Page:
The Tallis Scholars offered meditative repose at their concert at the Cathedral of Immaculate Conception on Friday. Presented by the Friends of Chamber Music, this world-famous, highly respected ensemble brought beautifully wrought vocal blend to its concert celebrating Advent and the events surrounding the birth of Christ.
Founder and director Peter Phillips, who has led the group since 1973, conducted with clear gestures, honing phrases and adjusting balance. The 10-voice ensemble drew a full house for their 10th appearance with the series, the audience spilling over into the pews surrounding the central dais and filling the choir loft.
The ensemble, devoted to historically accurate and musically fulfilling repertoire, offered a program of contemplative and overtly low impact, an alternative to the holiday’s typical glitz.
Although the group specializes in Renaissance polyphony, its repertoire encompasses centuries of a cappella works, represented in this program by modern-day composer Arvo Pärt. His “Seven Anthiphons” are a mastery of spatial and harmonic voicings, whether the captivating dissonances of “O Spross aus Isais Wurzel” or the intensity of the inner voices in “O König aller Völker.” The beloved “Magnificat” followed, its steady drone lending an organ-like foundational presence.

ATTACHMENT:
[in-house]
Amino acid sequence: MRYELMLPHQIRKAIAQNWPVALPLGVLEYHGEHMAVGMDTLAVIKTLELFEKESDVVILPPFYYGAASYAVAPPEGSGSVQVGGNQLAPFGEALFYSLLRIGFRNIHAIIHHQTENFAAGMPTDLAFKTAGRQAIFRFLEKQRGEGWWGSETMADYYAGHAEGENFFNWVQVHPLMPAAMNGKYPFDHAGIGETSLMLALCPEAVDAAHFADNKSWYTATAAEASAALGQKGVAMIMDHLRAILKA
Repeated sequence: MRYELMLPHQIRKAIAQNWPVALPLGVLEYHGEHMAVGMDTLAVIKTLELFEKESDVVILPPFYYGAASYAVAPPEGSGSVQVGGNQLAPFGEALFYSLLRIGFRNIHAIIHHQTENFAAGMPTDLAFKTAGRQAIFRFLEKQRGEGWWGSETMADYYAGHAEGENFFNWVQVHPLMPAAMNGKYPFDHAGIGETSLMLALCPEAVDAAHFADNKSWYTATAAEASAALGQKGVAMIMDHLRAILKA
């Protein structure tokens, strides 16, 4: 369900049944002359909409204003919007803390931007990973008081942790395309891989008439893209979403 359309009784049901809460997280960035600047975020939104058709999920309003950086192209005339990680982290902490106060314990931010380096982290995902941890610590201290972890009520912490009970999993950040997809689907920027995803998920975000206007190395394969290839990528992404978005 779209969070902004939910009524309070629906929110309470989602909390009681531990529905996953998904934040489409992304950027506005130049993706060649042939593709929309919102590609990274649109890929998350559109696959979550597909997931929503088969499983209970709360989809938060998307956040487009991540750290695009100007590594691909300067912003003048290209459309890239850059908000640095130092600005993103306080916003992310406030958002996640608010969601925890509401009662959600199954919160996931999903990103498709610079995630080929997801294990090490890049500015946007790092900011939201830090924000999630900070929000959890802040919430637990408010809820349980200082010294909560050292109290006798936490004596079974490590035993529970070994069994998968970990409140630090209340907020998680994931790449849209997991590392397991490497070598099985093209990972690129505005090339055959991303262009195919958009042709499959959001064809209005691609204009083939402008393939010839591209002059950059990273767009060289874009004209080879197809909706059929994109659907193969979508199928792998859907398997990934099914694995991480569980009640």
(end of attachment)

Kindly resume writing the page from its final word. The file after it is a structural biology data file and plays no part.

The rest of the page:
Pärt’s “I am the true vine,” on the second portion, was marvelously well done, the intricate texture built from complicated phrasing as different voices took over every few words.
The ensemble chose two selections from John Sheppard, writing 400 years before Pärt. The first half’s “Sacris solemniis” emphasized the bass voices in the hymn statement. With all the voices added the glorious soprano voices overtook the texture with purity and resonance. Later, Sheppard’s “Gaude, gaude, gaude Maria” featured a clear tenor anchoring the flow of text, delicious tension from the dissonant passing tones and the sopranos again gilding the ensemble.
The program also included work by the ensemble’s namesake, Thomas Tallis, contemporary to Sheppard. They chose settings of “Missa Puer natus” based on the plain chant “Puer natus est nobis” (Unto us a boy is born), the Gloria engaging staggered, overlapping rhythms, resounding “Hosannas” in the Sanctus and Benediction, and a calming finish in the gently undulating treatment of the Agnus Dei.
An encore from the late 17th century completed the program with a lively variety of effects from Juan Gutiérrez de Padilla. This was a jubilant, declamatory finish, the ensemble producing their fullest sound of the evening.